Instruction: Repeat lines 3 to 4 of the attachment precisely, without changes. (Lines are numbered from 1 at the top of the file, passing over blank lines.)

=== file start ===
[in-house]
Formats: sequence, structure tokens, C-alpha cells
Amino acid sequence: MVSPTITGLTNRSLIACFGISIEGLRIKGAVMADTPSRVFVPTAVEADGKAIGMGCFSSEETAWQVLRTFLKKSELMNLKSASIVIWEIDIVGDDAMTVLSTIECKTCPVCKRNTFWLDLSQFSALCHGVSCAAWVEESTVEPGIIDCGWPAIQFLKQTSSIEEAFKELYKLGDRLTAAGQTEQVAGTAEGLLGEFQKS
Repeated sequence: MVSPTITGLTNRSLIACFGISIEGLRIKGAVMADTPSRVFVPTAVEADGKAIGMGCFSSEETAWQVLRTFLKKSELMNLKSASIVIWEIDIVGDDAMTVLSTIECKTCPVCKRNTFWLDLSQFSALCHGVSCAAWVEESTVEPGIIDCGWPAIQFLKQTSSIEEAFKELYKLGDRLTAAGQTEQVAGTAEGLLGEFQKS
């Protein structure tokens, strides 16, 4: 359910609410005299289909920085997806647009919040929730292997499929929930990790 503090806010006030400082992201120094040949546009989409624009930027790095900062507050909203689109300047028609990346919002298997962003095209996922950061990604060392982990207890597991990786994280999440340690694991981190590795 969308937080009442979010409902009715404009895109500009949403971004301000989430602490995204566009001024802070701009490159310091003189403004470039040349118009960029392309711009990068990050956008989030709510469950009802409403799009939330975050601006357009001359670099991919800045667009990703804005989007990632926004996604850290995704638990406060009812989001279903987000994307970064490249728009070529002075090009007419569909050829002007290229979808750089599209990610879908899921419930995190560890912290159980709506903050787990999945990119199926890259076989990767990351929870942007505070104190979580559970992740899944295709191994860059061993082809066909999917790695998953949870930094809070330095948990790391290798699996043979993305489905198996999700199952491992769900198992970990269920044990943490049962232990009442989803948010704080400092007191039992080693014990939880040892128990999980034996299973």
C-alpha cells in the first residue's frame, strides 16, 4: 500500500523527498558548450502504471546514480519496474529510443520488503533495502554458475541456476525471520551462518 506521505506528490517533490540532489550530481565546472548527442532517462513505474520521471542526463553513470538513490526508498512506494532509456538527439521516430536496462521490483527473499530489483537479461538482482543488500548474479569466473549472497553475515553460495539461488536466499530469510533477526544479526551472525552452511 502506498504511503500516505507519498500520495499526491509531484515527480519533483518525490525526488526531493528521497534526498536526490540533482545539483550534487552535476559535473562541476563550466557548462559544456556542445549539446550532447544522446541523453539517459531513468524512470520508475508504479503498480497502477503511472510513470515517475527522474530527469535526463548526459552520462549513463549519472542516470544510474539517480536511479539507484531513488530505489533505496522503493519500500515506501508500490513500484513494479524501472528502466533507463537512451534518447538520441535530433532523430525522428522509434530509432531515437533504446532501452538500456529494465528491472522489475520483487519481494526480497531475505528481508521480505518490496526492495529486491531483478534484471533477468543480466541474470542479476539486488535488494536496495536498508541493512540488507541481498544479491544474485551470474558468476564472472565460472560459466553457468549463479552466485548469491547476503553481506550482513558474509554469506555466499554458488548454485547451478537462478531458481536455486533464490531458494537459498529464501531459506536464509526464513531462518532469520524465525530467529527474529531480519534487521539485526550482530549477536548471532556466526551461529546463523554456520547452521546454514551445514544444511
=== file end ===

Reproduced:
Amino acid sequence: MVSPTITGLTNRSLIACFGISIEGLRIKGAVMADTPSRVFVPTAVEADGKAIGMGCFSSEETAWQVLRTFLKKSELMNLKSASIVIWEIDIVGDDAMTVLSTIECKTCPVCKRNTFWLDLSQFSALCHGVSCAAWVEESTVEPGIIDCGWPAIQFLKQTSSIEEAFKELYKLGDRLTAAGQTEQVAGTAEGLLGEFQKS
Repeated sequence: MVSPTITGLTNRSLIACFGISIEGLRIKGAVMADTPSRVFVPTAVEADGKAIGMGCFSSEETAWQVLRTFLKKSELMNLKSASIVIWEIDIVGDDAMTVLSTIECKTCPVCKRNTFWLDLSQFSALCHGVSCAAWVEESTVEPGIIDCGWPAIQFLKQTSSIEEAFKELYKLGDRLTAAGQTEQVAGTAEGLLGEFQKS